The BMC hawker survey is drawing flak with the Maharashtra Navnirman Sena (MNS) claiming the civic body had not been following the norms in the Act.
The Supreme Court had, on Sept 9, 2013 ruled that the national hawkers' policy 2009 and Street Vendors' (protection of livelihood and regulation of street vending) Act 2014 be implemented. Subsequently, on July 18 BMC began a survey to register vendors. The survey of daily vendors was over by July 24 and that of weekly market hawkers got over on Monday (July 28).
The MNS on Wednesday alleged that the civic body had made several goof ups in implementing the Street Vendors' Act as it had not taken into consideration the provision of reservation in the law. According to section 7 of the Act, governing agencies have to give preference to people of schedule castes, scheduled tribes, other backward classes, women, people with disabilities, minorities or such other categories as mentioned in the scheme.
"There is serious lapse on part of the BMC in carrying out the survey. Its officers are doing it without even studying the Act. BMC has not referred to the reservation part of the Act. Why has this not been done?
Why was no notification issued prior to commissioning the survey?" asked Deshpande at the BMC general body meeting, while speaking in connection with a statement made by house leader Trushna Vishwasrao on the on-going hawkers' issue.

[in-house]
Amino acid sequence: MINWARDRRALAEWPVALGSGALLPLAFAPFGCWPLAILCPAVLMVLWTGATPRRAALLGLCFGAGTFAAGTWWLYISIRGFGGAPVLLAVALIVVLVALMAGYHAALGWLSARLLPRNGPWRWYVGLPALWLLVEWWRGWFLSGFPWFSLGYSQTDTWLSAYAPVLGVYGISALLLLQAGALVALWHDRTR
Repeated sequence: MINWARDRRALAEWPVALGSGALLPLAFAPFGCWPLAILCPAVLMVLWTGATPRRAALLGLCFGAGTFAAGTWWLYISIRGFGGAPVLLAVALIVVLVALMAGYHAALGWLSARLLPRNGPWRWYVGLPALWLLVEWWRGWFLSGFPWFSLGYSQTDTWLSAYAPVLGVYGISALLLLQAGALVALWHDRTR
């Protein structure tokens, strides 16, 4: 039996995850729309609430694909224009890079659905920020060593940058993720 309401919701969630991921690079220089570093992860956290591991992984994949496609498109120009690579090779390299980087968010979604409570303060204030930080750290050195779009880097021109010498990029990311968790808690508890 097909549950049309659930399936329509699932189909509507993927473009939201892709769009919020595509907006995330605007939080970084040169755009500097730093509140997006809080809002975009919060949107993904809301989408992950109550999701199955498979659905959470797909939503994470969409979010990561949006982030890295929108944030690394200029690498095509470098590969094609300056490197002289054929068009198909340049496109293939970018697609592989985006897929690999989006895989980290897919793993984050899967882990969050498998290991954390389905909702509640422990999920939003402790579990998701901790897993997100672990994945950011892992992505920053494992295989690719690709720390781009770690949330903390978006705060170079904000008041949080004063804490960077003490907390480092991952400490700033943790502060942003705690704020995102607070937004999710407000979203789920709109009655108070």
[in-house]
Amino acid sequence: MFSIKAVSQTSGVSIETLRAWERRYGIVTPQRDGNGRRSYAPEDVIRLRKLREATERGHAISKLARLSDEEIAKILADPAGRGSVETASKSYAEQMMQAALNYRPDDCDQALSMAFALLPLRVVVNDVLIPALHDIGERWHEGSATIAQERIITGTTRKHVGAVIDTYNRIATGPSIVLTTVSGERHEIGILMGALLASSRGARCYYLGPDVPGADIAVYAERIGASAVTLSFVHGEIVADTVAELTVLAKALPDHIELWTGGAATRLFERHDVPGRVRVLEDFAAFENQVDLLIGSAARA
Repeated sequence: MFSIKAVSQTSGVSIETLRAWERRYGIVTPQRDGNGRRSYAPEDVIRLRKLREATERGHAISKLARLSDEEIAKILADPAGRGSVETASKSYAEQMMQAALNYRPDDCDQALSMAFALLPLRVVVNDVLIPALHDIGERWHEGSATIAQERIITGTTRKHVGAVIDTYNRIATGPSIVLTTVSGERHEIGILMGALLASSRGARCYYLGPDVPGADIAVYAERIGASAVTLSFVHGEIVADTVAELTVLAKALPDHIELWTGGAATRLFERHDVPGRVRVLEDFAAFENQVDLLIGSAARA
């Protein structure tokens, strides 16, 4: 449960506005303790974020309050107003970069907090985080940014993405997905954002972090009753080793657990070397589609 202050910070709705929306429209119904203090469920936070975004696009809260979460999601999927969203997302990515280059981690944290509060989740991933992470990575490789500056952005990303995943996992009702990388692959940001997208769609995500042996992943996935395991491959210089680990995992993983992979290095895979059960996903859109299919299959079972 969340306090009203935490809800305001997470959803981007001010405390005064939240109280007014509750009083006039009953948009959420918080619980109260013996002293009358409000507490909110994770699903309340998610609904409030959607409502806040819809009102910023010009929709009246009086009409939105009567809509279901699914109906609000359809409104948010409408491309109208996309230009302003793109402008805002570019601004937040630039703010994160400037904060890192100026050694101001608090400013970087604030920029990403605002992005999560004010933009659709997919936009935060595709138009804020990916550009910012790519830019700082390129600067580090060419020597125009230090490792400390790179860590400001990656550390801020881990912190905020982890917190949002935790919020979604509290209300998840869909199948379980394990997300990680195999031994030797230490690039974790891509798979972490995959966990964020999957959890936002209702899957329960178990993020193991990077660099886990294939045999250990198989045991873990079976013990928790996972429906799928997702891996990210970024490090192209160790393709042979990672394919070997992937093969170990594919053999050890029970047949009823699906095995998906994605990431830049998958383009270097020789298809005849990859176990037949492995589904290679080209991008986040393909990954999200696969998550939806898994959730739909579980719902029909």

Deshpande threatened the municipal administration of riots if it did not change the way its officers were handling the issue.
Earlier, toeing the sons-of-the-soil line, Vishwasrao said Shiv Sena would not tolerate injustice to locals in distribution of hawking licences. "Nobody will be able to save this city if the corporation allots hawking licences to outsiders without checking his/her identity. If that happens, the city will attract more people who will come here to claim vending licences. If injustice is meted out to sons-of-the-soil, we will have to take to the streets," Vishwasrao said.
The meeting was adjourned following chaos over a statement by Samajwadi Party (SP) corporator Rais Shaikh. Shaikh, who spoke after Deshpande, sought to know the definition of sons-of-the-soil.
"According to the Constitution, anybody can migrate to anywhere in India. According to me, whoever considers this city as his city is a Mumbaikar. People have come here from Uttar Pradesh and Bihar. You (pointing to BJP corporator Meena Joshi) have come from Gujarat," Shaikh said.
The statement, however, evoked sharp reaction from BJP corporators, who shouted slogans against Shaikh. Mayor Sunil Prabhu then insisted that Shaikh withdraw his statement (from the record). He however, refused, saying, "If you can refer to me as 'one who has come from Dubai', what is the harm if I say 'you have come from Gujarat'?"
The BJP corporator too refused to budge, and Prabhu finally adjourned the meeting.